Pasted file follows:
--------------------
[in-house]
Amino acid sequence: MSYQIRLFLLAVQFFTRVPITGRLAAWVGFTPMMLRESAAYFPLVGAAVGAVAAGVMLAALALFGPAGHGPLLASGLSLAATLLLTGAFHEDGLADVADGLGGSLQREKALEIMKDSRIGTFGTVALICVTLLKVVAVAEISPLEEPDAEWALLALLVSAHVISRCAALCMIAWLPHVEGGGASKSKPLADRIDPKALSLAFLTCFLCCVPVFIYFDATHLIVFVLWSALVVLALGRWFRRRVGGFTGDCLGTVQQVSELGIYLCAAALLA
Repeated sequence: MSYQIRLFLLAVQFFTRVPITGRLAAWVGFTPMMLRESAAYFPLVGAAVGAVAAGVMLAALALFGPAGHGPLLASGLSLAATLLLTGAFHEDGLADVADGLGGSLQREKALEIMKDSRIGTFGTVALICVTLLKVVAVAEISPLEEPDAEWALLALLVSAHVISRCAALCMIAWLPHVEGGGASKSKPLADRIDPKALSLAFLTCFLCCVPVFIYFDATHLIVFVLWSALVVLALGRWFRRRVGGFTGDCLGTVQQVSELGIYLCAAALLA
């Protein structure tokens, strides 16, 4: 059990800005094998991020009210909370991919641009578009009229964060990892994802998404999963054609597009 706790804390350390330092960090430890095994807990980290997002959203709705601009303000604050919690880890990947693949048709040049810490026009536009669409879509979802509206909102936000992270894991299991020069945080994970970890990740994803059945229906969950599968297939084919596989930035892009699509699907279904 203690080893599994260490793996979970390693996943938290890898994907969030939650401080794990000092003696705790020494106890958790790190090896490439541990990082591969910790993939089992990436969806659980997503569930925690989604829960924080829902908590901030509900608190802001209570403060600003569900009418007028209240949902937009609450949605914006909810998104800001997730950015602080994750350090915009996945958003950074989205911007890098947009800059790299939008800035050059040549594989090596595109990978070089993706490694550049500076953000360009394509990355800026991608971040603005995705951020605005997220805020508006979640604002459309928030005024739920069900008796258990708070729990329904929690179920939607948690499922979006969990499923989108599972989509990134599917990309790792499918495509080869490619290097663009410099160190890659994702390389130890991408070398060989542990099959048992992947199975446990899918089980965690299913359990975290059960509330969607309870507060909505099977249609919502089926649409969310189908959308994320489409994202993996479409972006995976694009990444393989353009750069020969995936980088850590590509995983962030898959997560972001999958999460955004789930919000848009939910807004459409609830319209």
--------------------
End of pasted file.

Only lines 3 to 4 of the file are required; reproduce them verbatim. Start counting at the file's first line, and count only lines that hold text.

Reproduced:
Repeated sequence: MSYQIRLFLLAVQFFTRVPITGRLAAWVGFTPMMLRESAAYFPLVGAAVGAVAAGVMLAALALFGPAGHGPLLASGLSLAATLLLTGAFHEDGLADVADGLGGSLQREKALEIMKDSRIGTFGTVALICVTLLKVVAVAEISPLEEPDAEWALLALLVSAHVISRCAALCMIAWLPHVEGGGASKSKPLADRIDPKALSLAFLTCFLCCVPVFIYFDATHLIVFVLWSALVVLALGRWFRRRVGGFTGDCLGTVQQVSELGIYLCAAALLA
């Protein structure tokens, strides 16, 4: 059990800005094998991020009210909370991919641009578009009229964060990892994802998404999963054609597009 706790804390350390330092960090430890095994807990980290997002959203709705601009303000604050919690880890990947693949048709040049810490026009536009669409879509979802509206909102936000992270894991299991020069945080994970970890990740994803059945229906969950599968297939084919596989930035892009699509699907279904 203690080893599994260490793996979970390693996943938290890898994907969030939650401080794990000092003696705790020494106890958790790190090896490439541990990082591969910790993939089992990436969806659980997503569930925690989604829960924080829902908590901030509900608190802001209570403060600003569900009418007028209240949902937009609450949605914006909810998104800001997730950015602080994750350090915009996945958003950074989205911007890098947009800059790299939008800035050059040549594989090596595109990978070089993706490694550049500076953000360009394509990355800026991608971040603005995705951020605005997220805020508006979640604002459309928030005024739920069900008796258990708070729990329904929690179920939607948690499922979006969990499923989108599972989509990134599917990309790792499918495509080869490619290097663009410099160190890659994702390389130890991408070398060989542990099959048992992947199975446990899918089980965690299913359990975290059960509330969607309870507060909505099977249609919502089926649409969310189908959308994320489409994202993996479409972006995976694009990444393989353009750069020969995936980088850590590509995983962030898959997560972001999958999460955004789930919000848009939910807004459409609830319209």